Sunday, October 07, 2018

A Green New Deal Is on the Ballot in Washington State this Year - By David Roberts

With the federal government AWOL on climate change, another state steps up.

 Seattle (Credit: Shutterstock) Click to enlarge.
This November, for the second major election in a row, citizens of Washington will vote on a ballot initiative that would put a price on carbon emissions (among many other things).  The first such ballot initiative, in 2016, failed, part of a long series of failures of climate policy in the state.

This year’s effort hopes to ride the electoral blue wave and break Washington’s climate losing streak.  If it passes, Washington will take its place as a part of a growing West Coast climate vanguard, alongside California and Oregon, representing close to 20 percent of the US economy.  If it fails, it will not only be a crushing blow to an already battered state climate community, but it will cast doubt on the larger states-will-save-us narrative, which is just about the only narrative US climate hawks have left.

To understand the climate policy at stake in Washington in 2018, it helps to contrast it to the one that went down to defeat in 2016.

That ballot initiative was called I-732.  (I wrote a long story about it, if you want the full drama.)  It’s a complicated tale, and a bit of a Rashomon situation among state climate hawks, but what’s clear is that the coalition behind 1631 is attempting to do just about everything, from politics to policy, the opposite way.

732 was a “revenue neutral” carbon tax, which means all the revenue raised by the tax would have been automatically returned as cuts in other taxes; the government would receive no new discretionary revenue to spend on carbon reductions or anything else.  This is a longtime favorite climate policy among economists and wonks.  It “taxes bads” and reduces distortionary taxes at once, all with no net increase in taxes, thus improving economic efficiency (at least in economists’ models).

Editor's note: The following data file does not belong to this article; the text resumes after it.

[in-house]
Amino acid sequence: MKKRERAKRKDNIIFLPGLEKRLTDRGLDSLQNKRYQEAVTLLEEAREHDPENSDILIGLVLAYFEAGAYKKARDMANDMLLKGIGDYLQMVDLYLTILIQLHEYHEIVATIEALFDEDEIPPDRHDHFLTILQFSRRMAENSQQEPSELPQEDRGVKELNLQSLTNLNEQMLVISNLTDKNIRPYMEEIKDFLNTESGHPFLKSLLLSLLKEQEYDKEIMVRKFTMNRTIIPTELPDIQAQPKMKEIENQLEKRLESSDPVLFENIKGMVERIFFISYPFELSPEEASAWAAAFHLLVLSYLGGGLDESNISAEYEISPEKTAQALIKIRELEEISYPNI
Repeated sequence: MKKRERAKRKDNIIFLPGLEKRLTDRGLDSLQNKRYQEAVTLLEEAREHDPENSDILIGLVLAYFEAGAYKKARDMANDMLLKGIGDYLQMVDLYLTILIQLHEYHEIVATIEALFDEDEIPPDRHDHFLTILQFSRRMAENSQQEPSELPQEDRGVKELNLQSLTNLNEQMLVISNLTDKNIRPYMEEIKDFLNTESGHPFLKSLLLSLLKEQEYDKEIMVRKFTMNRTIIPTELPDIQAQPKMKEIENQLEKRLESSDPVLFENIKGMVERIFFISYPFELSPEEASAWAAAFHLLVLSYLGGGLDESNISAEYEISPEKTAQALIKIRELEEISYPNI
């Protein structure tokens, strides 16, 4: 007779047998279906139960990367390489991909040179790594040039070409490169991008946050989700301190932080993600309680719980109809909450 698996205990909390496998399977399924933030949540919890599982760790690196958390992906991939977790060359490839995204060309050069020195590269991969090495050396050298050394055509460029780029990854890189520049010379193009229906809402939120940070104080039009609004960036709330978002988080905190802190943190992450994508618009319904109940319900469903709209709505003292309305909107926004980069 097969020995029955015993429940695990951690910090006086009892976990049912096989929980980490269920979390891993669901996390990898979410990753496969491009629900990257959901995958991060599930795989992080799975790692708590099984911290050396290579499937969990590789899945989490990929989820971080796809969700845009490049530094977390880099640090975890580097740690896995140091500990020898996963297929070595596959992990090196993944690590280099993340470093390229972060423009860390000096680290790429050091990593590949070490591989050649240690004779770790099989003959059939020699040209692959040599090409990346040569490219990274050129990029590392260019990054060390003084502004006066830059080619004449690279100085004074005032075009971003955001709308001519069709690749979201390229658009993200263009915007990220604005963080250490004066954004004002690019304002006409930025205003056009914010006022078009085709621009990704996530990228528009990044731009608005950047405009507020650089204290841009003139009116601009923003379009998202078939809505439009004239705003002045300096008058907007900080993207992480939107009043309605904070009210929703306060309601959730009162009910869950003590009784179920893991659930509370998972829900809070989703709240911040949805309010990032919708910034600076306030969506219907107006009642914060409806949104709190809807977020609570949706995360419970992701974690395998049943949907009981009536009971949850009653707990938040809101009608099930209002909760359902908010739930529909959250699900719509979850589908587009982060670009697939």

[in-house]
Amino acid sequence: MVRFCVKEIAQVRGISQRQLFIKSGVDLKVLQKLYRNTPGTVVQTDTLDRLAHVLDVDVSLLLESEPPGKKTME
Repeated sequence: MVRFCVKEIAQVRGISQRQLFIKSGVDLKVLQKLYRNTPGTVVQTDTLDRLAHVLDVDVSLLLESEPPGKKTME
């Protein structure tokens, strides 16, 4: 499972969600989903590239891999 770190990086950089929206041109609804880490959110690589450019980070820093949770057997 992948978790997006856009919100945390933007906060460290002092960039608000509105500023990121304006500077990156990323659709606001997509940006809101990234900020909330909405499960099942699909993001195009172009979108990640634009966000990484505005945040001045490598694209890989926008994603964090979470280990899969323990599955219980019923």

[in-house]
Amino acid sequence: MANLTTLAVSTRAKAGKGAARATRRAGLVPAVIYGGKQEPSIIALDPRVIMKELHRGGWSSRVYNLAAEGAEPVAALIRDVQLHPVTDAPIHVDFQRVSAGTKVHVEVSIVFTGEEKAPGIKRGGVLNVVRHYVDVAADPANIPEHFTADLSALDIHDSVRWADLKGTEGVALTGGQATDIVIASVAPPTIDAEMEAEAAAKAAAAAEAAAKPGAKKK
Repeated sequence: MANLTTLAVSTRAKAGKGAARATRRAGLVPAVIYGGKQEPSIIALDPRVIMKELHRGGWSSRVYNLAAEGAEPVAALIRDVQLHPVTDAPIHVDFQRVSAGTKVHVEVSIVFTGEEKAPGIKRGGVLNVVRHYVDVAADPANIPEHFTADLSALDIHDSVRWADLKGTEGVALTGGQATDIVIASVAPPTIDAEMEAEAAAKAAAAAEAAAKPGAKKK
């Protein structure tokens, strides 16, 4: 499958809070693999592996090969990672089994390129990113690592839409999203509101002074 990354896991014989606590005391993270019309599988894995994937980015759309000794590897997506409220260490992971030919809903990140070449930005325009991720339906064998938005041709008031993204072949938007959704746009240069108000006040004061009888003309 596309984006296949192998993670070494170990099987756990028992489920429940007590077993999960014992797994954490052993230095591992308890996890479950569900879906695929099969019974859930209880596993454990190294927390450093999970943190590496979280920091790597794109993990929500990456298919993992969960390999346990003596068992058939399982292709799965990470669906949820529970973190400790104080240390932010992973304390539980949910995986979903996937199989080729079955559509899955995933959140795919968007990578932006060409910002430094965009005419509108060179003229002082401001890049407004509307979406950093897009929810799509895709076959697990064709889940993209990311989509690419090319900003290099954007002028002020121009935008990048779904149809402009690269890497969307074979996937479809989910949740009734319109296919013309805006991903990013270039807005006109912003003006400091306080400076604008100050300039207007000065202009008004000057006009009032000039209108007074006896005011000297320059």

The tax would have started at $15 per ton in 2017, rising to $25 per ton in 2018, and then rising every year thereafter at 3.5 percent plus inflation, topping out at $100 a ton (in 2016 dollars).

By contrast, 1631’s carbon fee would start at $15 per ton in 2020 and rise $2 a year (plus inflation) until 2035, where it would reach, depending on inflation, around $55.  As long as the state is on track to hit its carbon targets, that’s where it will stay.

In a great explainer at the Northwest sustainability think tank Sightline, Kristin Eberhard and David Van’t Hof offer a helpful way to think about the difference:  Through the 2020s, 732 would have had carbon emissions in the state in the $30s to $40s; 1631 will have it in the $20s to $30s.

1631’s lower carbon price means that it will rely a great deal on investment of the carbon revenue to achieve similar emission reductions.

“Frankly, this is an investment vehicle much more than a price signal,” says Washington Gov. Jay Inslee, who has publicly backed, and is raising money for, 1631.  “It’s a relatively low price signal, well below the real social cost of carbon.  But you get the [carbon] savings from the investment side.  We’ve modeled that, and I feel very confident it will work.”

Supporters say reductions are locked in by regular state planning and review.  “Carbon reduction investments and the price are tied to current state emissions reduction targets of roughly 25 million tons per year by 2035,” says Becky Kelley, president of the Washington Environmental Council.

Still, it’s a big bet to make on an investment-centric strategy.

Read more at A Green New Deal Is on the Ballot in Washington State this Year

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